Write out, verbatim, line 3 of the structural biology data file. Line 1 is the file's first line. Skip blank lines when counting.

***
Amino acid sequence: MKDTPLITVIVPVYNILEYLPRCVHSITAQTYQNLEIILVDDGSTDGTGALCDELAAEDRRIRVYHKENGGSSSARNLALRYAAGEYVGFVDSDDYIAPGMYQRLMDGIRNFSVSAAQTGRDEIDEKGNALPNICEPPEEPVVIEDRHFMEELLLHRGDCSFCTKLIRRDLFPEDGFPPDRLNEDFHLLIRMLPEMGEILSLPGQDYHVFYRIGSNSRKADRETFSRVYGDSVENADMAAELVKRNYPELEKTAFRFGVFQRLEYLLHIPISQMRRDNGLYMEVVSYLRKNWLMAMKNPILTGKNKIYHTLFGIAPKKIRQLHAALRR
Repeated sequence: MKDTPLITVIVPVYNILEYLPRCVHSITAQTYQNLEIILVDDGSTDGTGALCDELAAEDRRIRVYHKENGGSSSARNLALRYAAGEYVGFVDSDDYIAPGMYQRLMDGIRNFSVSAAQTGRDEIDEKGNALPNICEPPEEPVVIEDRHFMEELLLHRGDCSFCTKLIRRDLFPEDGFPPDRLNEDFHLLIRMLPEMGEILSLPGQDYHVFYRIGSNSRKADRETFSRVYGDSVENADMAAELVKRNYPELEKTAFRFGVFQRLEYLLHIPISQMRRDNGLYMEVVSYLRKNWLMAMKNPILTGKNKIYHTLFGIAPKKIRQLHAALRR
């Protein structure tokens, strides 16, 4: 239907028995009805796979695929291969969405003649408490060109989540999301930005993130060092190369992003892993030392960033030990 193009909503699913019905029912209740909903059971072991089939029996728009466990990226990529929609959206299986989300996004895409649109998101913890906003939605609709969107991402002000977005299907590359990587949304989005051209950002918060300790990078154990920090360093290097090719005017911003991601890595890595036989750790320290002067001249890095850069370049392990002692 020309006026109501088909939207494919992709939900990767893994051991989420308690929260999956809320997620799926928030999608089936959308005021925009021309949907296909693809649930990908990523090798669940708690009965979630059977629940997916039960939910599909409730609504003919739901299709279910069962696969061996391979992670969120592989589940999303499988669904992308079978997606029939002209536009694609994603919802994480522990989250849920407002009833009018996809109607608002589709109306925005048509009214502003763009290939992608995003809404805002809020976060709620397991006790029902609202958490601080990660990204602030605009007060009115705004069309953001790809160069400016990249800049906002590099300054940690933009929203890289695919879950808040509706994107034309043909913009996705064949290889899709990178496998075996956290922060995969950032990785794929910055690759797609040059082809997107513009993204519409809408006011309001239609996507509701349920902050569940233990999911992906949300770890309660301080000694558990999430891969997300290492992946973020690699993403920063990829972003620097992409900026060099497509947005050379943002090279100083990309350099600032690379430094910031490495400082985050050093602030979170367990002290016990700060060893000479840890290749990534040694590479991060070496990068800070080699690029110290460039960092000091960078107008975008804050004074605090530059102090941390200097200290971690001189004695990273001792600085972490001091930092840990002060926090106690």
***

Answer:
């Protein structure tokens, strides 16, 4: 239907028995009805796979695929291969969405003649408490060109989540999301930005993130060092190369992003892993030392960033030990 193009909503699913019905029912209740909903059971072991089939029996728009466990990226990529929609959206299986989300996004895409649109998101913890906003939605609709969107991402002000977005299907590359990587949304989005051209950002918060300790990078154990920090360093290097090719005017911003991601890595890595036989750790320290002067001249890095850069370049392990002692 020309006026109501088909939207494919992709939900990767893994051991989420308690929260999956809320997620799926928030999608089936959308005021925009021309949907296909693809649930990908990523090798669940708690009965979630059977629940997916039960939910599909409730609504003919739901299709279910069962696969061996391979992670969120592989589940999303499988669904992308079978997606029939002209536009694609994603919802994480522990989250849920407002009833009018996809109607608002589709109306925005048509009214502003763009290939992608995003809404805002809020976060709620397991006790029902609202958490601080990660990204602030605009007060009115705004069309953001790809160069400016990249800049906002590099300054940690933009929203890289695919879950808040509706994107034309043909913009996705064949290889899709990178496998075996956290922060995969950032990785794929910055690759797609040059082809997107513009993204519409809408006011309001239609996507509701349920902050569940233990999911992906949300770890309660301080000694558990999430891969997300290492992946973020690699993403920063990829972003620097992409900026060099497509947005050379943002090279100083990309350099600032690379430094910031490495400082985050050093602030979170367990002290016990700060060893000479840890290749990534040694590479991060070496990068800070080699690029110290460039960092000091960078107008975008804050004074605090530059102090941390200097200290971690001189004695990273001792600085972490001091930092840990002060926090106690």